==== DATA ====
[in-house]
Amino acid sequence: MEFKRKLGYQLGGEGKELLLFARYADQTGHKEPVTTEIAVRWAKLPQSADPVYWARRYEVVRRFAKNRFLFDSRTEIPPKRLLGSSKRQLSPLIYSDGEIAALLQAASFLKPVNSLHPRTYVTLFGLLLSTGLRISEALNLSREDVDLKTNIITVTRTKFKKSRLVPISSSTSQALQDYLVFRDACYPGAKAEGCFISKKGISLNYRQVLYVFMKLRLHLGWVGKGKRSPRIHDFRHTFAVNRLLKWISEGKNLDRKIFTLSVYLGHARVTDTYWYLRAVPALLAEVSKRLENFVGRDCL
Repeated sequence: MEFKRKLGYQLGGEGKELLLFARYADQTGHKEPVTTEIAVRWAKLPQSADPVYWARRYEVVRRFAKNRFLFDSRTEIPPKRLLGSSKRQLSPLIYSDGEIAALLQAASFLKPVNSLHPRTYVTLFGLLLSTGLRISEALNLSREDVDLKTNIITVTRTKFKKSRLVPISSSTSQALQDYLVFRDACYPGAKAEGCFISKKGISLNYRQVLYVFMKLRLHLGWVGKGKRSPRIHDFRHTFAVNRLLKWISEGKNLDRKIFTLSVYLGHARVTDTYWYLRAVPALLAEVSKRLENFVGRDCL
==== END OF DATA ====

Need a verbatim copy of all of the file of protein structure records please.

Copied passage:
[in-house]
Amino acid sequence: MEFKRKLGYQLGGEGKELLLFARYADQTGHKEPVTTEIAVRWAKLPQSADPVYWARRYEVVRRFAKNRFLFDSRTEIPPKRLLGSSKRQLSPLIYSDGEIAALLQAASFLKPVNSLHPRTYVTLFGLLLSTGLRISEALNLSREDVDLKTNIITVTRTKFKKSRLVPISSSTSQALQDYLVFRDACYPGAKAEGCFISKKGISLNYRQVLYVFMKLRLHLGWVGKGKRSPRIHDFRHTFAVNRLLKWISEGKNLDRKIFTLSVYLGHARVTDTYWYLRAVPALLAEVSKRLENFVGRDCL
Repeated sequence: MEFKRKLGYQLGGEGKELLLFARYADQTGHKEPVTTEIAVRWAKLPQSADPVYWARRYEVVRRFAKNRFLFDSRTEIPPKRLLGSSKRQLSPLIYSDGEIAALLQAASFLKPVNSLHPRTYVTLFGLLLSTGLRISEALNLSREDVDLKTNIITVTRTKFKKSRLVPISSSTSQALQDYLVFRDACYPGAKAEGCFISKKGISLNYRQVLYVFMKLRLHLGWVGKGKRSPRIHDFRHTFAVNRLLKWISEGKNLDRKIFTLSVYLGHARVTDTYWYLRAVPALLAEVSKRLENFVGRDCL